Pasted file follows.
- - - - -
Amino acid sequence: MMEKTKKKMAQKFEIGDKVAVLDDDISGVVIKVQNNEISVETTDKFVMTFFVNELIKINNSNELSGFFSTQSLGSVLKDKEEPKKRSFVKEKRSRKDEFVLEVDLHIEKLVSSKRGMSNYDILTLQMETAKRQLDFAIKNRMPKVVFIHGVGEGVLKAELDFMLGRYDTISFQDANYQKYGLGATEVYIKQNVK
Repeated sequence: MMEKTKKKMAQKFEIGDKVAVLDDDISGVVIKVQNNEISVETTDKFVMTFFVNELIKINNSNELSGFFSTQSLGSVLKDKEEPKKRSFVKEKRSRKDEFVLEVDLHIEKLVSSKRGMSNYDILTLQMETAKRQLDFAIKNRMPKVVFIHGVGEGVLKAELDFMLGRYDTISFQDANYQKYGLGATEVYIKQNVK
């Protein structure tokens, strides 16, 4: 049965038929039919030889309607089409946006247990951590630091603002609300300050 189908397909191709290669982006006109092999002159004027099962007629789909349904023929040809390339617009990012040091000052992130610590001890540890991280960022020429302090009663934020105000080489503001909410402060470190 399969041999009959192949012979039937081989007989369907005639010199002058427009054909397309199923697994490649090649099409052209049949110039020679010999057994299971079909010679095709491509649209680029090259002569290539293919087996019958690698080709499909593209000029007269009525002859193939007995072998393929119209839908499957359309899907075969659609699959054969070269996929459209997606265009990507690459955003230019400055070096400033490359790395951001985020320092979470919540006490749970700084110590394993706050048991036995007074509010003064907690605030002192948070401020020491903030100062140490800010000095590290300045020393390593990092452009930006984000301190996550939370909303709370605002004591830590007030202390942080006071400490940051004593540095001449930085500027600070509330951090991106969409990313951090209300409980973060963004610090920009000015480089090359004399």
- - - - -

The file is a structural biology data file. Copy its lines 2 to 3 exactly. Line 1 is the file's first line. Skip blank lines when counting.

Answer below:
Repeated sequence: MMEKTKKKMAQKFEIGDKVAVLDDDISGVVIKVQNNEISVETTDKFVMTFFVNELIKINNSNELSGFFSTQSLGSVLKDKEEPKKRSFVKEKRSRKDEFVLEVDLHIEKLVSSKRGMSNYDILTLQMETAKRQLDFAIKNRMPKVVFIHGVGEGVLKAELDFMLGRYDTISFQDANYQKYGLGATEVYIKQNVK
């Protein structure tokens, strides 16, 4: 049965038929039919030889309607089409946006247990951590630091603002609300300050 189908397909191709290669982006006109092999002159004027099962007629789909349904023929040809390339617009990012040091000052992130610590001890540890991280960022020429302090009663934020105000080489503001909410402060470190 399969041999009959192949012979039937081989007989369907005639010199002058427009054909397309199923697994490649090649099409052209049949110039020679010999057994299971079909010679095709491509649209680029090259002569290539293919087996019958690698080709499909593209000029007269009525002859193939007995072998393929119209839908499957359309899907075969659609699959054969070269996929459209997606265009990507690459955003230019400055070096400033490359790395951001985020320092979470919540006490749970700084110590394993706050048991036995007074509010003064907690605030002192948070401020020491903030100062140490800010000095590290300045020393390593990092452009930006984000301190996550939370909303709370605002004591830590007030202390942080006071400490940051004593540095001449930085500027600070509330951090991106969409990313951090209300409980973060963004610090920009000015480089090359004399």